UPDATED Saturday morning to include an attempt at dream interpretation – see below.
I am cleaning out my pocketbook. This in itself doesn’t seem so unusual: in this dream, it appears that I have always carried around a large, black pocketbook just like my mother’s, though when I think about it later, I wonder if perhaps it wasn’t really an old-fashioned doctor’s bag.
What triggers disbelief in my watcher-mind – the part of my consciousness that is always observing things from a safe distance, whether I’m asleep or awake – is the vast quantity of stuff I pull out of it. In short order I remove roughly four times what the bag appears capable of holding, get frightened and stop. Most of the contents consist of food and drink items. There’s a fifth of whiskey in soft plastic, an unopened half-gallon container of orange juice, and a sizable stack of Tupperware containers full of lunch and dinner leftovers, none of which I remember stowing away. I hand the food and the orange juice to a hungry friend, who conveniently appears at my elbow. I keep the whiskey “for emergencies,” nestling it down among the keys and coins and tissues at the bottom of the pocketbook. “Look how much lighter it is now,” I say to myself, giving the black bag an exploratory swing.
I’m descending a steep, grassy hillside when an enormous bird of prey kites past. It catches sight of me and banks sharply, circling in for a closer look. I note the white head and tail feathers: bald eagle! And I immediately regret leaving my camera back in the storage locker. The eagle and I size each other up from about fifty feet away. The more I look at him, the more he resembles an old, old man with feathers all over his body. His face registers deep anger and disgust. He pivots in the brisk wind and sails back up the hillside, disappearing behind the far side of the ridge.
Those were the two dreams that stuck with me this morning after I awoke. As regular readers know, I spin dreams into blog posts often enough. But I had been inspired to take a renewed interest in my dreaming by the new blog talkingdream, which I just came across yesterday evening, following a link from Velveteen Rabbi. Talkingdream is dedicated to the notion that “Dreams have the power to reveal us to ourselves, and they are too important to ignore.” It’s the work of none other than Rodger Kamenetz, author of The Jew in the Lotus and Stalking Elijah – two of my favorite popular works on religion. I was very excited that a writer of his insight and ability would be taking dreams so seriously; he says he’s recorded over 800 pages in dream journals over the course of four years. Best of all, Kamenetz has posted a draft of the first chapter of his new book on dreams, and invites comments and suggestions. Do go look.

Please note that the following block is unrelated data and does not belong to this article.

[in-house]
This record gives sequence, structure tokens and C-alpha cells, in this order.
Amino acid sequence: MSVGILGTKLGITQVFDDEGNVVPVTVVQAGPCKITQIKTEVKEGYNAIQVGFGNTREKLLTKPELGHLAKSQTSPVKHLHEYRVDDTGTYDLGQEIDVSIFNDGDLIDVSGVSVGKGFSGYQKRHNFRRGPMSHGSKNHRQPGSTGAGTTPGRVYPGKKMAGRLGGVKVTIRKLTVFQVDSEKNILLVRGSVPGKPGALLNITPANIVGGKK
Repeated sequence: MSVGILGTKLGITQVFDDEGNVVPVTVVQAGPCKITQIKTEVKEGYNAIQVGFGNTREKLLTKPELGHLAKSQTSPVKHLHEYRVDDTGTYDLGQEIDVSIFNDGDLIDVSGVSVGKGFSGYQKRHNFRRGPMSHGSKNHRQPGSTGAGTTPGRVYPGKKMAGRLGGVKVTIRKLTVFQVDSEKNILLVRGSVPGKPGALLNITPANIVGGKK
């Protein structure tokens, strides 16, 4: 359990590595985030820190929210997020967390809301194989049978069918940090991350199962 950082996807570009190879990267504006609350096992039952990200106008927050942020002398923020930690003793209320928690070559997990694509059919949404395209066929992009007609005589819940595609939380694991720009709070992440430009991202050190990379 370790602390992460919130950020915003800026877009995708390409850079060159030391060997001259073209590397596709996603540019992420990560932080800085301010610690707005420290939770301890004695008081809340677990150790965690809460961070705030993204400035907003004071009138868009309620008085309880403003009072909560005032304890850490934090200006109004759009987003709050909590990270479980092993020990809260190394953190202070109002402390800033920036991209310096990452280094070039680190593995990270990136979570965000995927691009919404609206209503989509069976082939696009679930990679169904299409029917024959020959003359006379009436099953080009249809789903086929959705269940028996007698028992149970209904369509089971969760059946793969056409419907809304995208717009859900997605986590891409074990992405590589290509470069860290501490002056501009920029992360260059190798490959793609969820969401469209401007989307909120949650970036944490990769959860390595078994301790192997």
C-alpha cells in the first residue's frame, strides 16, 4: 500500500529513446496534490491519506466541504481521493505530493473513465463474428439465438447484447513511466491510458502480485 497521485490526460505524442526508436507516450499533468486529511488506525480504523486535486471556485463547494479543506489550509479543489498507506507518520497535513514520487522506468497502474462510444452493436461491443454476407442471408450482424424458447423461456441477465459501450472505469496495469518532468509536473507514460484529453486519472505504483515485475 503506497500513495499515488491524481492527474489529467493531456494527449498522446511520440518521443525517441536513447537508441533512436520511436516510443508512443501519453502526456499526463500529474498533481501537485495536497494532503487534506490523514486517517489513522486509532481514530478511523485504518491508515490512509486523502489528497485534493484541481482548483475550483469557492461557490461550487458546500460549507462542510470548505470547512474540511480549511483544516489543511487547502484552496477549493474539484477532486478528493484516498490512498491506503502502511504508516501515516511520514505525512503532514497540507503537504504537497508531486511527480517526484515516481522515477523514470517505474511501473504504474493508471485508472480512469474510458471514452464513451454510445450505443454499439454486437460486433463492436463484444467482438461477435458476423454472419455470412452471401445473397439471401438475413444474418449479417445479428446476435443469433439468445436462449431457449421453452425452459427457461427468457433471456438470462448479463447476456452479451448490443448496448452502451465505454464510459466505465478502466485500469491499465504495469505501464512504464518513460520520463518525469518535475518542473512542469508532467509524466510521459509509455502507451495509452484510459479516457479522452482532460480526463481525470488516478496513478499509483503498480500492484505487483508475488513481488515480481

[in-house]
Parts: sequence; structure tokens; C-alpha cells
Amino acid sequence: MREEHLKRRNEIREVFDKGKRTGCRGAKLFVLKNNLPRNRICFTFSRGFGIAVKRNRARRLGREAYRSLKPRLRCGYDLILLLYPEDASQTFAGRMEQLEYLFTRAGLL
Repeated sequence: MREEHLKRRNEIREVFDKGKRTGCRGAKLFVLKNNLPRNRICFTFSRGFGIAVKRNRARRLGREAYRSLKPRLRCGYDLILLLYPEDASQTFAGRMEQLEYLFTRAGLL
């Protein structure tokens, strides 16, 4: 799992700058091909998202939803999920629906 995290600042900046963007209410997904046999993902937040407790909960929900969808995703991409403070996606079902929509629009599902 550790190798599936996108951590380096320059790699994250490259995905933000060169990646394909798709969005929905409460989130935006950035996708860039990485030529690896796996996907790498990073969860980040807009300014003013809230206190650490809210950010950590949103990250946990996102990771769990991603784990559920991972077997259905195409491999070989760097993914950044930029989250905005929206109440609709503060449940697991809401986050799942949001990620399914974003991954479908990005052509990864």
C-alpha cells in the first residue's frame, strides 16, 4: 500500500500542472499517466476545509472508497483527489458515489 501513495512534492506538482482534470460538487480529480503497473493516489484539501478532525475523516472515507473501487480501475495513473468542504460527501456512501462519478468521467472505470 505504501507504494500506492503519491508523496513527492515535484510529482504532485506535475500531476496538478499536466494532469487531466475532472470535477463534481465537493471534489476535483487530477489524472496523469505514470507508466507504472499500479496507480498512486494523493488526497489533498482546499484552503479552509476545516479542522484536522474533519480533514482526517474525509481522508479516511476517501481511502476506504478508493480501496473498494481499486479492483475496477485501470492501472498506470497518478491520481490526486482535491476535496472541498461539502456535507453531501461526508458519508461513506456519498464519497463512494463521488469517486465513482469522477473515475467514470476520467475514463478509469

In a comment responding to the first version of this post, Brenda notes that the dreams I describe “seem to be ‘medicine man’ dreams, and I suspect you are drawn towards the shaman… are already on that path.” This is a bit more charitable than the interpretations I had come up with.
Much as I might protest against Freud, I’m a product of my culture: I have a hard time seeing dreams as anything more than reflections of my anxieties and neuroses. And since I tend to be fairly self-critical anyway, naturally, a reductionist interpretation is going to occur to me long before an expansive or prophetic one.